JAKARTA: L'Oréal, the cosmetics group, is heightening its focus on Indonesia, a country seen as holding considerable potential for brands in many categories.

"Indonesia is our fastest-growing market in Asia-Pacific," Jochen Zaumseil, L'Oréal's executive vice president, Asia Pacific, told the Financial Times.

The Indonesian beauty sector was worth approximately $1.5bn over 2011 as a whole, and has been increasing in size by roughly 10% every 12 months in the recent past.

At present, L'Oréal takes a modest 7% of sales, but it has enjoyed annual growth of 30% in each of the last four years.

Its Garnier and Maybelline ranges have proved popular with the middle income audience, and products from the Body Shop and Shu Uemura have helped the firm succeed with high-end audiences.

Within this, male shoppers are a key target market, as this segment of the beauty industry expanded by 60% in 2011 and by 65% in 2012 to date, according to L'Oréal's figures.

L'Oréal has just finished constructing a new plant in the Indonesia. Costing around €100m, the factory will be its largest such site worldwide, with 450 staff delivering 500m units a year by 2015.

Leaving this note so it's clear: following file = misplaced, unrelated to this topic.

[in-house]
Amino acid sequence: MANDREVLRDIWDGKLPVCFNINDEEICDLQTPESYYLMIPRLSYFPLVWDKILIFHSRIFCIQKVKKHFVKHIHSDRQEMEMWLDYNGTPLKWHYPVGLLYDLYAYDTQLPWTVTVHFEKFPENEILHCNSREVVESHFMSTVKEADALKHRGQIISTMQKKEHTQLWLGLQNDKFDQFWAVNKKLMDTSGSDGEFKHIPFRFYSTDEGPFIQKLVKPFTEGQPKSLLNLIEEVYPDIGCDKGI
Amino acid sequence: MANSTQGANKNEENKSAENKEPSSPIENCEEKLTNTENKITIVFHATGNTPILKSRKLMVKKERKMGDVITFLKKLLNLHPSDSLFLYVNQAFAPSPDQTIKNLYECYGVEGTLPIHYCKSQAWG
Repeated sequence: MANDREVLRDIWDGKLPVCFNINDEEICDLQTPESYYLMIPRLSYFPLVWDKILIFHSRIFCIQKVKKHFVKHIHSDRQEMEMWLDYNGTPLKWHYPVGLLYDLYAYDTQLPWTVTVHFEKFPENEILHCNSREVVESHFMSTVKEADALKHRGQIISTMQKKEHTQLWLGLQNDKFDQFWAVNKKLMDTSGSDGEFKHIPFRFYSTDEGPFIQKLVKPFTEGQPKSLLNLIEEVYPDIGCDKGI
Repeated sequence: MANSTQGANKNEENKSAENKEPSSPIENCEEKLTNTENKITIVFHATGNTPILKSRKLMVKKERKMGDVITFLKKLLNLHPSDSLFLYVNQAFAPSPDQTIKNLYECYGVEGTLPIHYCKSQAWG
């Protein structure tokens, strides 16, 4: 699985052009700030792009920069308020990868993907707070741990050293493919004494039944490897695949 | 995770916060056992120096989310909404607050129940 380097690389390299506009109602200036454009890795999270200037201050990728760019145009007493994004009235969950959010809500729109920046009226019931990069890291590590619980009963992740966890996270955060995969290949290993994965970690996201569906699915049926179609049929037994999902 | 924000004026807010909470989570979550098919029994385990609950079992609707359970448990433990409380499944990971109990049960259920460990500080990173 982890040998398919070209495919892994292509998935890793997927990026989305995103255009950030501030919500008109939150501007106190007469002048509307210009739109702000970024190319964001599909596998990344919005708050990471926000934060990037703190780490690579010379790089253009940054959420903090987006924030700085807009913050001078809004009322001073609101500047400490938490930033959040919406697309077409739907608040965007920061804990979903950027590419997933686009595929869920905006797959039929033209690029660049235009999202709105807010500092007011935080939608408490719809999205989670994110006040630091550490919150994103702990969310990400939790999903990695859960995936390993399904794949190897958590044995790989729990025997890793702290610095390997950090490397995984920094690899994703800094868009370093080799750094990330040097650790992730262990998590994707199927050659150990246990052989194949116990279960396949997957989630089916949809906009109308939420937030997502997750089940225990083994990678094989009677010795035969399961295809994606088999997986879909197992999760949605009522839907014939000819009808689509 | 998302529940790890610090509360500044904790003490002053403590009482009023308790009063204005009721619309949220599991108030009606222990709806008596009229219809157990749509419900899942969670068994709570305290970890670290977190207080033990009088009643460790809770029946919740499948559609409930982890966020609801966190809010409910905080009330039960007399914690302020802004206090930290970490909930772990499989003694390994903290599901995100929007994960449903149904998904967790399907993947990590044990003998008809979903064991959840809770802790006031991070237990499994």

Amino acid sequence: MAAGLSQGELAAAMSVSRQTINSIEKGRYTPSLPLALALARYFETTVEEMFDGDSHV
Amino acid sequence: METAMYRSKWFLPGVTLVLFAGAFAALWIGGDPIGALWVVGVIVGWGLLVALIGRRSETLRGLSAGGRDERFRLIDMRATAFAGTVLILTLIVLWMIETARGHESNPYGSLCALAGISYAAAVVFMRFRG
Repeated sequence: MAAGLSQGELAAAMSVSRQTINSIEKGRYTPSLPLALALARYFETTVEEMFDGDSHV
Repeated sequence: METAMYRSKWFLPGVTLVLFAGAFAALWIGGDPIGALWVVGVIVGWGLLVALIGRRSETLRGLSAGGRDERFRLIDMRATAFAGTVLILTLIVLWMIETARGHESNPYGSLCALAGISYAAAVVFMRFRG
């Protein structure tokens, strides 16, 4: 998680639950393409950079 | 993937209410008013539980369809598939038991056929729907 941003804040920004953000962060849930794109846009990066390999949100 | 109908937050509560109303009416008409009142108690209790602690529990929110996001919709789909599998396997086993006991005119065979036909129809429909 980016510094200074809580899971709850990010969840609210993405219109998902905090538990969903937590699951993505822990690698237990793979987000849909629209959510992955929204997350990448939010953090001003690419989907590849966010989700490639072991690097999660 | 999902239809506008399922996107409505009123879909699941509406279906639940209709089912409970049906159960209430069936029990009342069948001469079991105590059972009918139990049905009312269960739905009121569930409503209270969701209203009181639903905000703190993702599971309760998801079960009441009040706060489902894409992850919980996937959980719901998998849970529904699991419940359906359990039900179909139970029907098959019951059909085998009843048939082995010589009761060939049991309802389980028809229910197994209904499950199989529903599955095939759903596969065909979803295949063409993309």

While 70% of these offerings will be exported across Asia in the near term, serving local buyers is likely to become the longer term objective.

Among the main drivers of this trend is the strength of the domestic economy, which has expanded by at least 6% annually in recent years, and allowed more shoppers to make category purchases.

The number of Indonesian consumers expected to reside the middle class – spending between $2 and $20 per day – should thus surge from 131m today to 244m by 2030, to the advantage of L'Oréal.

"Indonesians are brand-driven and there's always a trend to upgrade as people get wealthier," Zaumseil said.

Data sourced from Financial Times; additional content by Warc staff